Will: Donald Trump's rise and America's decay
WASHINGTON – Looking on the bright side, perhaps this election can teach conservatives to look on the dark side. They need a talent for pessimism, recognizing the signs that whatever remains of American exceptionalism does not immunize this nation from decay, to which all regimes are susceptible.
The world's oldest political party is an exhausted volcano, the intellectual staleness of its recycled candidate unchallenged because a generation of younger Democratic leaders barely exists. The Republican Party's candidate evidently disdains his credulous supporters who continue to swallow his mendacities. About 90 percent of presidential votes will be cast for Hillary Clinton or Donald Trump, refuting the theory that this is a center-right country. At the risk of taking Trump's words more seriously than he does, on some matters he is to Clinton's left regarding big government powered by an unbridled presidency.
His trade policy is liberalism's "industrial policy" repackaged for faux conservatives comfortable with presidents dictating what Americans can import and purchase at what prices, and where U.S. corporations can operate. Trump "wouldn't approve" Ford manufacturing cars in Mexico. He would create a federal police force to deport 450,000 illegal immigrants a month, including 6.4 percent of America's workforce in two years. Yet the 25 million jobs he promises to create would require more than doubling the current rate of legal immigration to fill them, according to economist Mark Zandi. Of the Supreme Court's 2005 Kelo decision diluting property rights by vastly expanding government's powers of eminent domain, Trump says, "I happen to agree with it 100 percent." Even Bernie Sanders rejects Kelo.
When Trump says "people are not making it on Social Security," he implies that people should be able to "make it" on Social Security for a third or more of their lives, and that he, like Clinton, is for enriching this entitlement's benefits. He will "save" the system by eliminating — wait for it — "waste, fraud and abuse." Trump is as parsimonious with specifics regarding health care ("Plans you don't even know about will be devised because we're going to come up with plans — health care plans — that will be so good") as regarding foreign policy ("I would get China, and I would say, 'Get in [North Korea], and straighten it out'").
"Charismatic authority," wrote Max Weber in 1915, seven years before Mussolini's march on Rome, causes the governed to submit "because of their belief in the extraordinary quality of the specific person. ... [C]harismatic rule thus rests upon the belief in magical powers, revelations and hero worship." A demagogue's success requires a receptive demos, and Trump's ascendancy reflects progressivism's success in changing America's social norms and national character by de-stigmatizing dependency.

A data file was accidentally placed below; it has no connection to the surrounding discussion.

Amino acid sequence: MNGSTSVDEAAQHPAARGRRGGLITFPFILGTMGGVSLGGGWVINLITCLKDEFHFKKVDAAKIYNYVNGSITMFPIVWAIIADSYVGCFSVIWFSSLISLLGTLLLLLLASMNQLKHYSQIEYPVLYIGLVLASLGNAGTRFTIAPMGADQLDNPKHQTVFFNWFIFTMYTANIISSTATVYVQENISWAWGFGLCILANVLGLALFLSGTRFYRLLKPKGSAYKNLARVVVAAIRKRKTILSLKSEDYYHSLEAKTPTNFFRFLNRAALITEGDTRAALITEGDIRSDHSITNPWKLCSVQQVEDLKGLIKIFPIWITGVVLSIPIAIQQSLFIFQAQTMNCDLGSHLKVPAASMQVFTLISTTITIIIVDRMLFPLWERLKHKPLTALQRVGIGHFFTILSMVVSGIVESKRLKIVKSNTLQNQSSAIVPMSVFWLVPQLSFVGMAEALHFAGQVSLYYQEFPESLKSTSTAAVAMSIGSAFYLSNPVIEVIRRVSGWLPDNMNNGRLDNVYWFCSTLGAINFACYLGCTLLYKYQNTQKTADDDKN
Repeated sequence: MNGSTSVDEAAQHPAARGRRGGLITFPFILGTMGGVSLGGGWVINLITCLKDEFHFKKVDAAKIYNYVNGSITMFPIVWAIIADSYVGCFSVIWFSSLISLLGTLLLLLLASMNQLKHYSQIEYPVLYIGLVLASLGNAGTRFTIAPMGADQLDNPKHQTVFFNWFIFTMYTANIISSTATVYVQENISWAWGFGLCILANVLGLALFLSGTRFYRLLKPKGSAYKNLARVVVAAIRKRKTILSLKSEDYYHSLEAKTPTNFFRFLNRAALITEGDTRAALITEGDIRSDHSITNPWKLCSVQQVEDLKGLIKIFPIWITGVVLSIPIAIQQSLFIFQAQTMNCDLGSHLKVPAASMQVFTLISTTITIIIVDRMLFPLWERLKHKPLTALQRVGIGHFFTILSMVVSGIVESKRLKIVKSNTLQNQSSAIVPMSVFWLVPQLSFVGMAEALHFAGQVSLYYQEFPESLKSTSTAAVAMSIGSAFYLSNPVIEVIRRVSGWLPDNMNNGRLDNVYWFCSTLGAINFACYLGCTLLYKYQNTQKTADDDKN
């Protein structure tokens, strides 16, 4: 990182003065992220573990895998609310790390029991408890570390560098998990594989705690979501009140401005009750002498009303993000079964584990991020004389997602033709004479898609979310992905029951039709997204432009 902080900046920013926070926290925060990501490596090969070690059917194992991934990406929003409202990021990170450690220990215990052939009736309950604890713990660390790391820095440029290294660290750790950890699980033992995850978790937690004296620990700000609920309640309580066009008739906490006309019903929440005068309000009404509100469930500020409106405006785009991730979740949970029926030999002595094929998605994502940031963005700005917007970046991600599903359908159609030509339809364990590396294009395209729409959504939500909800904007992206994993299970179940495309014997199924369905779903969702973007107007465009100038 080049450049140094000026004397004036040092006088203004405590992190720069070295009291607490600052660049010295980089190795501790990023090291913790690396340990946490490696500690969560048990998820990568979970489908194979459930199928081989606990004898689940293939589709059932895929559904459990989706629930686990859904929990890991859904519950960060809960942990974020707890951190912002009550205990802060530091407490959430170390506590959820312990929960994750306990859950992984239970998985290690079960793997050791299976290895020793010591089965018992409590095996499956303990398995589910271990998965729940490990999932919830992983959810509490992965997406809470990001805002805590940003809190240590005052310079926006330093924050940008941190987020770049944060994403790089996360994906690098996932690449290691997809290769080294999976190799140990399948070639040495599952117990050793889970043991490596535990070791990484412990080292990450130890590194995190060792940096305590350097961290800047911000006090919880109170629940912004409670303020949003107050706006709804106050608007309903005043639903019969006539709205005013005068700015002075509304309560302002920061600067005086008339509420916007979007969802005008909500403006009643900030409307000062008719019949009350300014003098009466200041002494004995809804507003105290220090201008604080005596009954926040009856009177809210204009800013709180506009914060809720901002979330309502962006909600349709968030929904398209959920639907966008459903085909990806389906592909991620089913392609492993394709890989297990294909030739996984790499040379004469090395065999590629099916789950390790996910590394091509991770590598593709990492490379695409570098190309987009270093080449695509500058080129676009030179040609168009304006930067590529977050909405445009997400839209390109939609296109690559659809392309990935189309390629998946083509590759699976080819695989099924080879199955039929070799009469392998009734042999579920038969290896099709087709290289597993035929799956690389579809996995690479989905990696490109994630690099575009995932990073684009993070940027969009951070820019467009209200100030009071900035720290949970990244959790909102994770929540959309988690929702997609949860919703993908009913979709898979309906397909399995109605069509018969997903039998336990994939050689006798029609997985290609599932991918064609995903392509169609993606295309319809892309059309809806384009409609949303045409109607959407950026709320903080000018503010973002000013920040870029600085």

Under his presidency, he says, government will have all the answers: "I am your voice. ... I alone can fix it." The pronoun has unlimited antecedents: "I will give you everything. I will give you what you've been looking for for 50 years. I'm the only one."
Urban without a trace of urbanity, Trump has surrounded himself with star-struck acolytes (Mike Pence marvels at Trump's anatomical — "broad-shouldered" — foreign policy) and hysterics (Rudy Giuliani: "There is no next election! This is it!"). When Ferdinand VII regained Spain's throne in 1813 he vowed to end "the disastrous mania of thinking." Trump is America's Ferdinand.
The American project was to construct a constitutional regime whose institutional architecture would guarantee the limited government implied by the Founders' philosophy: Government is instituted to "secure" (the Declaration of Independence) pre-existing natural rights. Today, however, neither the executive nor legislative branches takes this seriously, the judiciary has forsworn enforcing it, and neither political party represents it because no substantial constituency supports it.
The ease with which Trump has erased Republican conservatism matches the speed with which Republican leaders have normalized him. For the formerly conservative party, the Founders' principles, although platitudes in the party's catechism, have become, as Daniel Patrick Moynihan said, "a kind of civic religion, avowed but not constraining."
The beginning of conservative wisdom is recognition that there is an end to everything: Nothing lasts. If Trump wins, the GOP ends as a vehicle for conservatism. And a political idea without a political party is an orphan in an indifferent world.
Pessimism need not breed fatalism or passivity. It can define an agenda of regeneration, but only by being clear-eyed about the extent of degeneration, which a charlatan's successful selling of his fabulousness exemplifies. Conservatism's recovery from his piratical capture of the conservative party will require facing unflattering facts about a country that currently is indifferent to its founding.
George Will is a columnist for The Washington Post.